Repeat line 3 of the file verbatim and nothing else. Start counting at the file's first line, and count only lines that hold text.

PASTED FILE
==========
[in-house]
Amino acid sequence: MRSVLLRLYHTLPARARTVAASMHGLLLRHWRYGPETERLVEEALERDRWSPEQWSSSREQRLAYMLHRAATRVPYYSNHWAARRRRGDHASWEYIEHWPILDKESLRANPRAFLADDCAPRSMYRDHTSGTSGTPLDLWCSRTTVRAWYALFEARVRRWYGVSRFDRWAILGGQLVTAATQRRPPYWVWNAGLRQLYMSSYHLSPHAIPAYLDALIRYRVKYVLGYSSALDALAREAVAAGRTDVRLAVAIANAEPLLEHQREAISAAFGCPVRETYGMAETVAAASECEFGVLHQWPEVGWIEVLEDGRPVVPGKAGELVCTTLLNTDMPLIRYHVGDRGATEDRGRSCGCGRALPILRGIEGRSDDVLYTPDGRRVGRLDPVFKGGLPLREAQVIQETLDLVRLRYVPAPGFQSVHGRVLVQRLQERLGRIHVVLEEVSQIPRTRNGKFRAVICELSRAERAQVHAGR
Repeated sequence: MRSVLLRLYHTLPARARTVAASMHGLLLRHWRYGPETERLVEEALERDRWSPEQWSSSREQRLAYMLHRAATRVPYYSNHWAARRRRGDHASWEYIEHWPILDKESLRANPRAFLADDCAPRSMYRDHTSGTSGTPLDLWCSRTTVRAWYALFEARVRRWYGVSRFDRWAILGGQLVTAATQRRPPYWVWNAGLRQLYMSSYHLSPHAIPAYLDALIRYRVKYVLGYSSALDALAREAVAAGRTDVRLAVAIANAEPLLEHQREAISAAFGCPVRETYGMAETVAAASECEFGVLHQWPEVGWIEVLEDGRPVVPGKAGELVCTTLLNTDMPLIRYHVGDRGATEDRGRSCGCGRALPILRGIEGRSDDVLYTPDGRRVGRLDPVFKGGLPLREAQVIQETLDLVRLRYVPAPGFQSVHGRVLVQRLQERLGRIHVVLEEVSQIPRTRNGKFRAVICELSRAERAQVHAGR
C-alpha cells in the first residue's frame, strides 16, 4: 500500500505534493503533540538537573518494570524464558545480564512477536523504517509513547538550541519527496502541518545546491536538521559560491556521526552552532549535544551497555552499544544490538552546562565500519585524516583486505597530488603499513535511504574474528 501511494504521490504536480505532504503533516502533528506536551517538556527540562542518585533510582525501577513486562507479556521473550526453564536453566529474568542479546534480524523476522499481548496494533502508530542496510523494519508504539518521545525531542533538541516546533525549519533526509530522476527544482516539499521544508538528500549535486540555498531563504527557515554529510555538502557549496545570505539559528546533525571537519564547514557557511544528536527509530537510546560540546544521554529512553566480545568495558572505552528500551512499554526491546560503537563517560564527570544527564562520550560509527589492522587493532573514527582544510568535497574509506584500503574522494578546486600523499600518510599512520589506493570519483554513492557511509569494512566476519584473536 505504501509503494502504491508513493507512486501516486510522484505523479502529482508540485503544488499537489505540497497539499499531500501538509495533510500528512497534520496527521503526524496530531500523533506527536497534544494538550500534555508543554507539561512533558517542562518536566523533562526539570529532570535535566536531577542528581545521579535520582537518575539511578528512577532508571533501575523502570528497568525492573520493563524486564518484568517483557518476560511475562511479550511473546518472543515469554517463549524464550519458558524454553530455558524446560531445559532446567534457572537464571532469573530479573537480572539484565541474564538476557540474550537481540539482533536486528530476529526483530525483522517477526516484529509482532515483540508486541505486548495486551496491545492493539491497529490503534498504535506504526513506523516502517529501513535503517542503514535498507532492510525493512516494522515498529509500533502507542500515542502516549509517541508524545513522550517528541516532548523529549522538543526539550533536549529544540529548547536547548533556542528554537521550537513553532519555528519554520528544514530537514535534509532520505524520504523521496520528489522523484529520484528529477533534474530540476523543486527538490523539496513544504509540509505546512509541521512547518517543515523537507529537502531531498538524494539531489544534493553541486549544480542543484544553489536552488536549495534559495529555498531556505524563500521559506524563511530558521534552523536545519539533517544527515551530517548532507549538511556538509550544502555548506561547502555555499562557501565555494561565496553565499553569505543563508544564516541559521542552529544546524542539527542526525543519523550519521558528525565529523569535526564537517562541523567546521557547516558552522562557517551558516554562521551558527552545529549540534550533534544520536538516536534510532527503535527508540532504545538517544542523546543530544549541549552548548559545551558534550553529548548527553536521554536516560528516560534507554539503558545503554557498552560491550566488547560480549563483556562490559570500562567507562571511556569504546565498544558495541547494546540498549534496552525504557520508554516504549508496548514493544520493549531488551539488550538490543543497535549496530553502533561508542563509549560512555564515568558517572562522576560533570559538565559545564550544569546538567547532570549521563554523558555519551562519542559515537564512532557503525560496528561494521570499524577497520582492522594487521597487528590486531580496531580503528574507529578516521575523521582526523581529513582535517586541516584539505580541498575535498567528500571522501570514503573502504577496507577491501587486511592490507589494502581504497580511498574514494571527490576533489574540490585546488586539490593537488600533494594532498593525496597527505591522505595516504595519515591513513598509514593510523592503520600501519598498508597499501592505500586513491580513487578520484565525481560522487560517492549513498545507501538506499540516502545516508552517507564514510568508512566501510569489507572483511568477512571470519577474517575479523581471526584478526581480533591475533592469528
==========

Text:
Repeated sequence: MRSVLLRLYHTLPARARTVAASMHGLLLRHWRYGPETERLVEEALERDRWSPEQWSSSREQRLAYMLHRAATRVPYYSNHWAARRRRGDHASWEYIEHWPILDKESLRANPRAFLADDCAPRSMYRDHTSGTSGTPLDLWCSRTTVRAWYALFEARVRRWYGVSRFDRWAILGGQLVTAATQRRPPYWVWNAGLRQLYMSSYHLSPHAIPAYLDALIRYRVKYVLGYSSALDALAREAVAAGRTDVRLAVAIANAEPLLEHQREAISAAFGCPVRETYGMAETVAAASECEFGVLHQWPEVGWIEVLEDGRPVVPGKAGELVCTTLLNTDMPLIRYHVGDRGATEDRGRSCGCGRALPILRGIEGRSDDVLYTPDGRRVGRLDPVFKGGLPLREAQVIQETLDLVRLRYVPAPGFQSVHGRVLVQRLQERLGRIHVVLEEVSQIPRTRNGKFRAVICELSRAERAQVHAGR